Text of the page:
The UNESCO Institute for Lifelong Learning has published the first UNESCO publication on prison libraries
, highlighting their contribution to the personal development and education of incarcerated adults and young people:
"This publication explores the extent to which prison authorities fulfil their societal mandate to rehabilitate and reintegrate inmates by enabling them to use prison libraries to pursue their right to education."
"Reading and using a prison library can open up a world beyond prison bars, allowing prisoners to forget for a time the harsh reality of prison life and empower them to choose their own reading materials in an otherwise extremely restrictive and regulated environment. Providing access to relevant books and information in various languages, including easy reading materials, is crucial for prisoners’ personal development."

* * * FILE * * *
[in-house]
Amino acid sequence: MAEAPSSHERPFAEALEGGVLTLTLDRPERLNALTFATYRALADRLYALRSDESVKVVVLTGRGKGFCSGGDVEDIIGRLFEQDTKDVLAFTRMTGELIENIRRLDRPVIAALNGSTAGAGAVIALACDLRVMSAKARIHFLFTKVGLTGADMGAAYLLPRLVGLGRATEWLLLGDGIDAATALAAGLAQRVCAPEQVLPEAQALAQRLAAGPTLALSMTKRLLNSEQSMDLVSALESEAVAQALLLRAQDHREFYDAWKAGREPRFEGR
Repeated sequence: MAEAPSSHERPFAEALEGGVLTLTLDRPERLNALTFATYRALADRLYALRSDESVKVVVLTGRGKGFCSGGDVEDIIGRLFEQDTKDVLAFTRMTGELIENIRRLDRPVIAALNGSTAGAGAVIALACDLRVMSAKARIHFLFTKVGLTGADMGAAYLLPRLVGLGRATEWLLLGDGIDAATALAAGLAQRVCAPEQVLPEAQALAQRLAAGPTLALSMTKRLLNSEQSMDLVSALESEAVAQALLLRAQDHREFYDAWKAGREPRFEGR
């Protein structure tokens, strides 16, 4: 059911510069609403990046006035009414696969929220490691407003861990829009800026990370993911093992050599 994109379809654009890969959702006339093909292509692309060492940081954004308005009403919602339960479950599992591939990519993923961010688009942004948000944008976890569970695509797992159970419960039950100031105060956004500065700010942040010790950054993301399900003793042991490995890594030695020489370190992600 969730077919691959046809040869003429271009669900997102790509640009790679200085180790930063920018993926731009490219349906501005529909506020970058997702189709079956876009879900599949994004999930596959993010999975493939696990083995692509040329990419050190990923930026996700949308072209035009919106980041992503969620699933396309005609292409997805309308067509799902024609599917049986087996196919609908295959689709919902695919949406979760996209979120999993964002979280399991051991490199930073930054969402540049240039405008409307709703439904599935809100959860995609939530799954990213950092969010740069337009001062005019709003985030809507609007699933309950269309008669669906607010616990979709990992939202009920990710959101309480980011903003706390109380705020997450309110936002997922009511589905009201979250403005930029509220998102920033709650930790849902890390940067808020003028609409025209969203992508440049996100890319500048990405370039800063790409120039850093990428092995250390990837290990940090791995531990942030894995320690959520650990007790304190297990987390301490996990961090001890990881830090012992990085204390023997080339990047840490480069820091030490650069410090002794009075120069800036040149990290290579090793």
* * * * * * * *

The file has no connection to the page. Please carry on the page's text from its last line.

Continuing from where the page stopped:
"This publication takes a closer look at selected examples of prison library systems around the world, outlining best practice and possible challenges, thus demonstrating their transformative potential as informational, educational, cultural and recreational meeting and learning spaces."
The open access e-book was launched at the most recent conference in August of the International Federation of Library Associations that took place in Athens, Greece.
The UNESCO Institute for Lifelong Learning (UIL) is located in Hamburg, Germany. It promotes and supports lifelong learning with a focus on adult learning, continuing education, literacy and non-formal basic education.
It is a body of UNESCO, the United Nations Educational, Scientific and Cultural Organization.